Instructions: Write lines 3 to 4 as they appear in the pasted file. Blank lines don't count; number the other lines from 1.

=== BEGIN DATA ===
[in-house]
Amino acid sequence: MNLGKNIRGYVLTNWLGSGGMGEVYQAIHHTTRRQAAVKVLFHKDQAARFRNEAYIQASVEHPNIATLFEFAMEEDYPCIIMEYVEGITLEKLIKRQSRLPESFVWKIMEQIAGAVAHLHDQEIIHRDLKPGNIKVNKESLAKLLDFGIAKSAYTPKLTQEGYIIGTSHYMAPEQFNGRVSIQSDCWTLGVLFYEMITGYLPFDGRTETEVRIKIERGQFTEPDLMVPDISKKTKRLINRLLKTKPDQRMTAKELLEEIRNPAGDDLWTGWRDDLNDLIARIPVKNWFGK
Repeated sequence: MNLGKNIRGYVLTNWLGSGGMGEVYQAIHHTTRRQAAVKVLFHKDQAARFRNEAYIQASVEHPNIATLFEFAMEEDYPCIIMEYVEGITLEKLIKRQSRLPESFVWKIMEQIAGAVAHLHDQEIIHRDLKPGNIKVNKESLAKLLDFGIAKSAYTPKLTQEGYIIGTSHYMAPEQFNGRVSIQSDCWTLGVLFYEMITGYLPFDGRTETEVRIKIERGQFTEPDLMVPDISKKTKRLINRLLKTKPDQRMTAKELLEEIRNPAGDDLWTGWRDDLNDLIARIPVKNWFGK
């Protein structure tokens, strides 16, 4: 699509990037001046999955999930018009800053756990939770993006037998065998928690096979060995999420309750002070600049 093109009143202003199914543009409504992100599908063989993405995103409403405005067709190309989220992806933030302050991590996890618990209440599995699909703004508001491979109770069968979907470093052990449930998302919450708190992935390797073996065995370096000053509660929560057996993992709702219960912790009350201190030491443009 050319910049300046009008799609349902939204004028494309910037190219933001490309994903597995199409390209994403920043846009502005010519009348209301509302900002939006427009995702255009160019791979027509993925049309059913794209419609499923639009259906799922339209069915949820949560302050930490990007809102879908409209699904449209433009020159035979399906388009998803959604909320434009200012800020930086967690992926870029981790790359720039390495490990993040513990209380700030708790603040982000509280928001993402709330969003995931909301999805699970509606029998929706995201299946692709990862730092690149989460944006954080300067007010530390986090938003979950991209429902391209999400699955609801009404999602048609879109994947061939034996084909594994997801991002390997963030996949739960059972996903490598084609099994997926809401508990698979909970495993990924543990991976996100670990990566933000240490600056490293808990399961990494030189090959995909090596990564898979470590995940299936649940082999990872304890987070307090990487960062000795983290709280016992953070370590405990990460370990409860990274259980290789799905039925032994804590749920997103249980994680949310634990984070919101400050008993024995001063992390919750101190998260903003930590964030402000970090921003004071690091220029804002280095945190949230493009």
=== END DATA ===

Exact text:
Repeated sequence: MNLGKNIRGYVLTNWLGSGGMGEVYQAIHHTTRRQAAVKVLFHKDQAARFRNEAYIQASVEHPNIATLFEFAMEEDYPCIIMEYVEGITLEKLIKRQSRLPESFVWKIMEQIAGAVAHLHDQEIIHRDLKPGNIKVNKESLAKLLDFGIAKSAYTPKLTQEGYIIGTSHYMAPEQFNGRVSIQSDCWTLGVLFYEMITGYLPFDGRTETEVRIKIERGQFTEPDLMVPDISKKTKRLINRLLKTKPDQRMTAKELLEEIRNPAGDDLWTGWRDDLNDLIARIPVKNWFGK
């Protein structure tokens, strides 16, 4: 699509990037001046999955999930018009800053756990939770993006037998065998928690096979060995999420309750002070600049 093109009143202003199914543009409504992100599908063989993405995103409403405005067709190309989220992806933030302050991590996890618990209440599995699909703004508001491979109770069968979907470093052990449930998302919450708190992935390797073996065995370096000053509660929560057996993992709702219960912790009350201190030491443009 050319910049300046009008799609349902939204004028494309910037190219933001490309994903597995199409390209994403920043846009502005010519009348209301509302900002939006427009995702255009160019791979027509993925049309059913794209419609499923639009259906799922339209069915949820949560302050930490990007809102879908409209699904449209433009020159035979399906388009998803959604909320434009200012800020930086967690992926870029981790790359720039390495490990993040513990209380700030708790603040982000509280928001993402709330969003995931909301999805699970509606029998929706995201299946692709990862730092690149989460944006954080300067007010530390986090938003979950991209429902391209999400699955609801009404999602048609879109994947061939034996084909594994997801991002390997963030996949739960059972996903490598084609099994997926809401508990698979909970495993990924543990991976996100670990990566933000240490600056490293808990399961990494030189090959995909090596990564898979470590995940299936649940082999990872304890987070307090990487960062000795983290709280016992953070370590405990990460370990409860990274259980290789799905039925032994804590749920997103249980994680949310634990984070919101400050008993024995001063992390919750101190998260903003930590964030402000970090921003004071690091220029804002280095945190949230493009």